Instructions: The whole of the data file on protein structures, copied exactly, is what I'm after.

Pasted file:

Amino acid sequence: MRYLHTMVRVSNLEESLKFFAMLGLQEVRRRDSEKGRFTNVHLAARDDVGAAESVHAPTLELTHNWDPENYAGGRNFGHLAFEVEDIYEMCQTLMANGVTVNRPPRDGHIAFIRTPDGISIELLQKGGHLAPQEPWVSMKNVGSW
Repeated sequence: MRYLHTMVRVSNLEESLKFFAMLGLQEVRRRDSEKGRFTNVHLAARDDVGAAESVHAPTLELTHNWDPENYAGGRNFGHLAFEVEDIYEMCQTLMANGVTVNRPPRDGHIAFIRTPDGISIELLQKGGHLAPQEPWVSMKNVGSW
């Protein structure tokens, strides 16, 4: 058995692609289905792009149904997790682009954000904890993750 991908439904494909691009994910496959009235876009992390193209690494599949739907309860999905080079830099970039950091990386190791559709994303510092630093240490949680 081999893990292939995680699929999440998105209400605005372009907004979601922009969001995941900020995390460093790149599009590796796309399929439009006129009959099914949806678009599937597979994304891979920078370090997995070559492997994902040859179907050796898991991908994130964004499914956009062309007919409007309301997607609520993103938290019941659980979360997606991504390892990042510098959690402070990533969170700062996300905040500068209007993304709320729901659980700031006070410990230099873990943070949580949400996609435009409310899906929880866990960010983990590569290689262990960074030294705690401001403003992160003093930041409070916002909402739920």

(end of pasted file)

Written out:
Amino acid sequence: MRYLHTMVRVSNLEESLKFFAMLGLQEVRRRDSEKGRFTNVHLAARDDVGAAESVHAPTLELTHNWDPENYAGGRNFGHLAFEVEDIYEMCQTLMANGVTVNRPPRDGHIAFIRTPDGISIELLQKGGHLAPQEPWVSMKNVGSW
Repeated sequence: MRYLHTMVRVSNLEESLKFFAMLGLQEVRRRDSEKGRFTNVHLAARDDVGAAESVHAPTLELTHNWDPENYAGGRNFGHLAFEVEDIYEMCQTLMANGVTVNRPPRDGHIAFIRTPDGISIELLQKGGHLAPQEPWVSMKNVGSW
């Protein structure tokens, strides 16, 4: 058995692609289905792009149904997790682009954000904890993750 991908439904494909691009994910496959009235876009992390193209690494599949739907309860999905080079830099970039950091990386190791559709994303510092630093240490949680 081999893990292939995680699929999440998105209400605005372009907004979601922009969001995941900020995390460093790149599009590796796309399929439009006129009959099914949806678009599937597979994304891979920078370090997995070559492997994902040859179907050796898991991908994130964004499914956009062309007919409007309301997607609520993103938290019941659980979360997606991504390892990042510098959690402070990533969170700062996300905040500068209007993304709320729901659980700031006070410990230099873990943070949580949400996609435009409310899906929880866990960010983990590569290689262990960074030294705690401001403003992160003093930041409070916002909402739920």